October 1, 2014

Rep. DeLauro Urges Funding for Microbiological Data Program

Congresswoman Rosa DeLauro (D-CT) urged the Obama Administration to fund the Microbiological Data Program (MDP). This small program, which costs only $4.3 million dollars a year, checks samples of produce in the market for pathological bacteria. The MDP is not funded for fiscal year 2013 which begins October 1, 2012. It is the only federal program that is dedicated to researching bacterial contamination of produce.

In contrast, food poisoning costs the United States $78 billion every year in medical costs, lost income, and lost productivity. And in 2011, one-third of foodborne illness outbreaks were linked to fresh produce. The most notable was the Jensen Farms cantaloupe Listeria outbreak, which sickened at least 146 people in 28 states and killed at least 30.

Her letter states, in part, “cutting this program will leave public health officials without a crucial tool used to investigate deadly foodborne illnesses in fresh produce. The FDA does not have the budget or capacity to collect and analyze as many samples as the MDP. Food safety experts and advocates are outspoken on the unique contribution of the Microbiological Data Program to our understanding of produce safety.”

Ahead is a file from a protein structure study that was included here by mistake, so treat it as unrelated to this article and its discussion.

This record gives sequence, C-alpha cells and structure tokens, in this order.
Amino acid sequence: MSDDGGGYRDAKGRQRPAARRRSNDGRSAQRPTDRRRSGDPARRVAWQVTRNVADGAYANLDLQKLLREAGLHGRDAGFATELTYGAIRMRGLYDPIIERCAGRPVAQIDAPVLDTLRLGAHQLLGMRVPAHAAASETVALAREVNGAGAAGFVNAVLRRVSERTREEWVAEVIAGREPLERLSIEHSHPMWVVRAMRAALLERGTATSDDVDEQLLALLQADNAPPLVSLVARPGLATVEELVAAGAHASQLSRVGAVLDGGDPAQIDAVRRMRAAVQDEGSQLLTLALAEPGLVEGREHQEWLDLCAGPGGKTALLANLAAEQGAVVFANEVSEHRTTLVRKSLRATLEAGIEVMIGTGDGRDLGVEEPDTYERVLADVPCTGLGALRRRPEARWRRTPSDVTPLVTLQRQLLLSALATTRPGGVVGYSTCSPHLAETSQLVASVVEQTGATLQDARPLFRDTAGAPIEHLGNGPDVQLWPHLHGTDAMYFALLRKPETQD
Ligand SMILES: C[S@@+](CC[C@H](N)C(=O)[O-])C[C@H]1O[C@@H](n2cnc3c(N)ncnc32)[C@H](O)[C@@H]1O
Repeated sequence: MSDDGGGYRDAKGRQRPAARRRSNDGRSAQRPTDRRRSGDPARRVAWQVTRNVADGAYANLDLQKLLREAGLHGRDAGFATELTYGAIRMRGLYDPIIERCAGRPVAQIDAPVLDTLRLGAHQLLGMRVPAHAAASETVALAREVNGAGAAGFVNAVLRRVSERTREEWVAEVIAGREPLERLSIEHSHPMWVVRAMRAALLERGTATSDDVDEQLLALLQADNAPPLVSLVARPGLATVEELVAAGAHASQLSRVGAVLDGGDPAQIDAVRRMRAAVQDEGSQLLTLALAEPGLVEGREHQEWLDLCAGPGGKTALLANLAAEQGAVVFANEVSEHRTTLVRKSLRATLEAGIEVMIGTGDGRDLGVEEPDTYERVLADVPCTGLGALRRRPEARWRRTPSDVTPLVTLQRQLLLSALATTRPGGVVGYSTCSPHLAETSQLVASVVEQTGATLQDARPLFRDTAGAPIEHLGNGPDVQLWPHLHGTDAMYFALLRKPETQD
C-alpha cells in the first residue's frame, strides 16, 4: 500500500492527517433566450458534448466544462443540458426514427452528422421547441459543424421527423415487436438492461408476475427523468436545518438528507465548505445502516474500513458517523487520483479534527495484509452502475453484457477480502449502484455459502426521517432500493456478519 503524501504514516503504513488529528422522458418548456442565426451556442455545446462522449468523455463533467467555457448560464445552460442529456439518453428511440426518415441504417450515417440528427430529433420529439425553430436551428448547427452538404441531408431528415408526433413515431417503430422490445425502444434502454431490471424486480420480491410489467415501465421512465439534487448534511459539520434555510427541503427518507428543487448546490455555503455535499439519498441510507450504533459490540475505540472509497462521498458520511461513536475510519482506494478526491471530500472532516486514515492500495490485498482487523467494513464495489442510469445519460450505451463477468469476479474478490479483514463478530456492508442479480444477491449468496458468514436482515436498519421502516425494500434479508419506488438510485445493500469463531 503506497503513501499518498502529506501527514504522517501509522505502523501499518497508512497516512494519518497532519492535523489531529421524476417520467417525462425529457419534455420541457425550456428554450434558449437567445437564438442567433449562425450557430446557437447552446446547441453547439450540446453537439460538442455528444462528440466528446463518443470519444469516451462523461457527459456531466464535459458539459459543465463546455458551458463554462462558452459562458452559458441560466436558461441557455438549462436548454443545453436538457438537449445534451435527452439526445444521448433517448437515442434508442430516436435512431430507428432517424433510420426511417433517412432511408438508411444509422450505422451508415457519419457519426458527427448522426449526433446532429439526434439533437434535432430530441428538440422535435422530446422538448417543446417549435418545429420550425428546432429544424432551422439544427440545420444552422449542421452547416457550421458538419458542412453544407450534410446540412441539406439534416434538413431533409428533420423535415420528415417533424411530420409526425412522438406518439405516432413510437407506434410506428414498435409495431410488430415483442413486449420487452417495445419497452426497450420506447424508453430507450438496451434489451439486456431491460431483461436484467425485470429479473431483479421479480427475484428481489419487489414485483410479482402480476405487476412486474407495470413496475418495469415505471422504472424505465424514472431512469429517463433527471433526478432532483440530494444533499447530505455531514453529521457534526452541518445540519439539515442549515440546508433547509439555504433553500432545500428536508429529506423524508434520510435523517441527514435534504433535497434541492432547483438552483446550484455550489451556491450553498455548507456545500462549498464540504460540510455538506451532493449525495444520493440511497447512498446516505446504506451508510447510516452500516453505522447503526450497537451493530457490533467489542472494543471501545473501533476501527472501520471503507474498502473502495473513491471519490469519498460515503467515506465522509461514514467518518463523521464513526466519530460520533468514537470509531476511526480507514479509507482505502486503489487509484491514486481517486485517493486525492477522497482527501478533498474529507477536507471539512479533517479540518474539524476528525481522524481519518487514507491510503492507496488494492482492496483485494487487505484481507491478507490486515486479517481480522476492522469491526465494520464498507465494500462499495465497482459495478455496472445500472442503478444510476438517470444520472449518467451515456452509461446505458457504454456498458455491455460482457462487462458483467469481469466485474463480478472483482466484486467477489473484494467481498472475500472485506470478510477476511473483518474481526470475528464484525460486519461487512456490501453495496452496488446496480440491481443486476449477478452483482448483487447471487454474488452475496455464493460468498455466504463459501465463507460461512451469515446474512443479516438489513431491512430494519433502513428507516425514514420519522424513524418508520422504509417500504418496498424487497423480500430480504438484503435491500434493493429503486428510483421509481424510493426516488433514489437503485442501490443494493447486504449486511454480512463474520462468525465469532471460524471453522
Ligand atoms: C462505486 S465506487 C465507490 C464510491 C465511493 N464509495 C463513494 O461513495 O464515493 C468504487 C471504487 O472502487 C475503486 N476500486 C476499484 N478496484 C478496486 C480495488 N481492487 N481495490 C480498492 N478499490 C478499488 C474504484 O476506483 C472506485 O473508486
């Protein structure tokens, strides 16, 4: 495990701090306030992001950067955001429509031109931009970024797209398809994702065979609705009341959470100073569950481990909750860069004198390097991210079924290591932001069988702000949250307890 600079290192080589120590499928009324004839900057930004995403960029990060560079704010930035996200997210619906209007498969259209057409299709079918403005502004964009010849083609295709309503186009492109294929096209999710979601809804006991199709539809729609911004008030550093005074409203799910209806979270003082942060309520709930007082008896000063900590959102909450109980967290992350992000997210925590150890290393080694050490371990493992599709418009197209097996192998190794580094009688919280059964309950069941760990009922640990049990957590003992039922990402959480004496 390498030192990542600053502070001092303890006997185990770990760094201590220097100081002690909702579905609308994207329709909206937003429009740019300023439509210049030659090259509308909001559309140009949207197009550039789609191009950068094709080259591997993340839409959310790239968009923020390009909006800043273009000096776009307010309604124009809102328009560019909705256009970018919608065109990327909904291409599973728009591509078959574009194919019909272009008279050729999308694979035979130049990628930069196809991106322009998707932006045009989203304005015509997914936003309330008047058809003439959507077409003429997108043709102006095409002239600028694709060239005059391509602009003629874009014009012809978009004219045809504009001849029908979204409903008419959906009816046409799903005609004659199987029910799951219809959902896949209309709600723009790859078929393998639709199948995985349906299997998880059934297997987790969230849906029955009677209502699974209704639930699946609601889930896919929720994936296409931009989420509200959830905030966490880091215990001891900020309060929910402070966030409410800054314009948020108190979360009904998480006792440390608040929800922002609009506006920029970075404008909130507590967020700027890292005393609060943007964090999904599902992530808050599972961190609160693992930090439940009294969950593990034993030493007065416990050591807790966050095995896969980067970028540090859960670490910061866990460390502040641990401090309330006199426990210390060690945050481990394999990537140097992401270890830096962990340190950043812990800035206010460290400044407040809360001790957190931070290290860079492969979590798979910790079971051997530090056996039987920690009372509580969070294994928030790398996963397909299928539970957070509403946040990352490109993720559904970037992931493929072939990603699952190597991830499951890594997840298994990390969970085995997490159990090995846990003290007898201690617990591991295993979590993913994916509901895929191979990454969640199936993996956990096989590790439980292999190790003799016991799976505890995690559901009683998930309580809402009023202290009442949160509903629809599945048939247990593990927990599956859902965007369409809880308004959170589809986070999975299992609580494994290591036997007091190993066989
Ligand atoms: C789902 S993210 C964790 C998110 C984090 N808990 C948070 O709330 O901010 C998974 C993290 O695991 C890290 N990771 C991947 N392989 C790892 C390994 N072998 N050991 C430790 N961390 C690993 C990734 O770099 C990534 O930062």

President Obama’s 2013 budget eliminated the program, which has triggered 30 recalls in the past three years. The MDP is currently in the U.S. Department of Agriculture; some officials think it is better suited to the Food and Drug Administration (FDA).

Produce is contaminated in several ways. Runoff from farms, which can contain bacteria from raw manure, irrigation water that contains untreated sewage or manure, contaminated wash water, improper handling, contact with animals, fowl, and insects are all vectors for contamination.

That’s why it’s important to thoroughly wash produce under running water before you prepare it. Wash produce and scrub with a clean brush or your fingers before you peel, slice, or eat it. Clean and disinfect cutting boards and your sink regularly. And avoid cross-contamination by keeping raw meats, seafood, and poultry away from foods that are consumed raw.

 

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